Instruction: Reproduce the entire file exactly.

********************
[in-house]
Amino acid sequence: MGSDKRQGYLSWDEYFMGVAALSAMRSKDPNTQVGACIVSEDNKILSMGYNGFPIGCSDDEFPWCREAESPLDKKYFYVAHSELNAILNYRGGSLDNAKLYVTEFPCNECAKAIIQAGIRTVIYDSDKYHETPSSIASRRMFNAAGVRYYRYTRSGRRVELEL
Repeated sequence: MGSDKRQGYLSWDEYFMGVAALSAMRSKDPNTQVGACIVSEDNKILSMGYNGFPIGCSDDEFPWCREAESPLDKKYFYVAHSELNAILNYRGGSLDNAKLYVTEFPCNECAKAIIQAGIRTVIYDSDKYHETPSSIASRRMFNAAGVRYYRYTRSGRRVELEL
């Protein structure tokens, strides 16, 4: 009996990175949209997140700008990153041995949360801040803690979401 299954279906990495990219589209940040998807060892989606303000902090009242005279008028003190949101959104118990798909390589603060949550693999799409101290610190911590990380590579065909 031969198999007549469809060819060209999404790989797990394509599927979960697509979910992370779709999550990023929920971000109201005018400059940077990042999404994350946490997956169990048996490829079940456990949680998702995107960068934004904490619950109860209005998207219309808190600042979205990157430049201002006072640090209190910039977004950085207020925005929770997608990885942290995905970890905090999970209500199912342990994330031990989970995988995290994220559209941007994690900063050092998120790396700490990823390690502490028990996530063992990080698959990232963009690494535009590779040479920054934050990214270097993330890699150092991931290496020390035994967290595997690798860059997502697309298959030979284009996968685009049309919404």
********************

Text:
[in-house]
Amino acid sequence: MGSDKRQGYLSWDEYFMGVAALSAMRSKDPNTQVGACIVSEDNKILSMGYNGFPIGCSDDEFPWCREAESPLDKKYFYVAHSELNAILNYRGGSLDNAKLYVTEFPCNECAKAIIQAGIRTVIYDSDKYHETPSSIASRRMFNAAGVRYYRYTRSGRRVELEL
Repeated sequence: MGSDKRQGYLSWDEYFMGVAALSAMRSKDPNTQVGACIVSEDNKILSMGYNGFPIGCSDDEFPWCREAESPLDKKYFYVAHSELNAILNYRGGSLDNAKLYVTEFPCNECAKAIIQAGIRTVIYDSDKYHETPSSIASRRMFNAAGVRYYRYTRSGRRVELEL
């Protein structure tokens, strides 16, 4: 009996990175949209997140700008990153041995949360801040803690979401 299954279906990495990219589209940040998807060892989606303000902090009242005279008028003190949101959104118990798909390589603060949550693999799409101290610190911590990380590579065909 031969198999007549469809060819060209999404790989797990394509599927979960697509979910992370779709999550990023929920971000109201005018400059940077990042999404994350946490997956169990048996490829079940456990949680998702995107960068934004904490619950109860209005998207219309808190600042979205990157430049201002006072640090209190910039977004950085207020925005929770997608990885942290995905970890905090999970209500199912342990994330031990989970995988995290994220559209941007994690900063050092998120790396700490990823390690502490028990996530063992990080698959990232963009690494535009590779040479920054934050990214270097993330890699150092991931290496020390035994967290595997690798860059997502697309298959030979284009996968685009049309919404």